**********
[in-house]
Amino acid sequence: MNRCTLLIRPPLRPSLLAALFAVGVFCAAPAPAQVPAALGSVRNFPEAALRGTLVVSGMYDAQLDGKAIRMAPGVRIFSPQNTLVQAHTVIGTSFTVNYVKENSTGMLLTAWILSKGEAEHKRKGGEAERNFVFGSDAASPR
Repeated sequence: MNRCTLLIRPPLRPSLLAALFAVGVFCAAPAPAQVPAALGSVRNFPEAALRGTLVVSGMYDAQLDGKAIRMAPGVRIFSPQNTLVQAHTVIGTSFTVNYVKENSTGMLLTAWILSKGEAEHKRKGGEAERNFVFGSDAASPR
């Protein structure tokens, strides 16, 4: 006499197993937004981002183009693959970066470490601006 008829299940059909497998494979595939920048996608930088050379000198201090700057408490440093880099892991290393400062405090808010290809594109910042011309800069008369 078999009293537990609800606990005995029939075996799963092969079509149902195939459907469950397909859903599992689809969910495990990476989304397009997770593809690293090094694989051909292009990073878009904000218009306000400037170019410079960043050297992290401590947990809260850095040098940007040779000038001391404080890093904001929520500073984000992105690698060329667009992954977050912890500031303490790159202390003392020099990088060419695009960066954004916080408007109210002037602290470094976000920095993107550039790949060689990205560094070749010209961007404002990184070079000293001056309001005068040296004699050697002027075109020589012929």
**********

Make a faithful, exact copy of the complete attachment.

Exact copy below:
[in-house]
Amino acid sequence: MNRCTLLIRPPLRPSLLAALFAVGVFCAAPAPAQVPAALGSVRNFPEAALRGTLVVSGMYDAQLDGKAIRMAPGVRIFSPQNTLVQAHTVIGTSFTVNYVKENSTGMLLTAWILSKGEAEHKRKGGEAERNFVFGSDAASPR
Repeated sequence: MNRCTLLIRPPLRPSLLAALFAVGVFCAAPAPAQVPAALGSVRNFPEAALRGTLVVSGMYDAQLDGKAIRMAPGVRIFSPQNTLVQAHTVIGTSFTVNYVKENSTGMLLTAWILSKGEAEHKRKGGEAERNFVFGSDAASPR
């Protein structure tokens, strides 16, 4: 006499197993937004981002183009693959970066470490601006 008829299940059909497998494979595939920048996608930088050379000198201090700057408490440093880099892991290393400062405090808010290809594109910042011309800069008369 078999009293537990609800606990005995029939075996799963092969079509149902195939459907469950397909859903599992689809969910495990990476989304397009997770593809690293090094694989051909292009990073878009904000218009306000400037170019410079960043050297992290401590947990809260850095040098940007040779000038001391404080890093904001929520500073984000992105690698060329667009992954977050912890500031303490790159202390003392020099990088060419695009960066954004916080408007109210002037602290470094976000920095993107550039790949060689990205560094070749010209961007404002990184070079000293001056309001005068040296004699050697002027075109020589012929």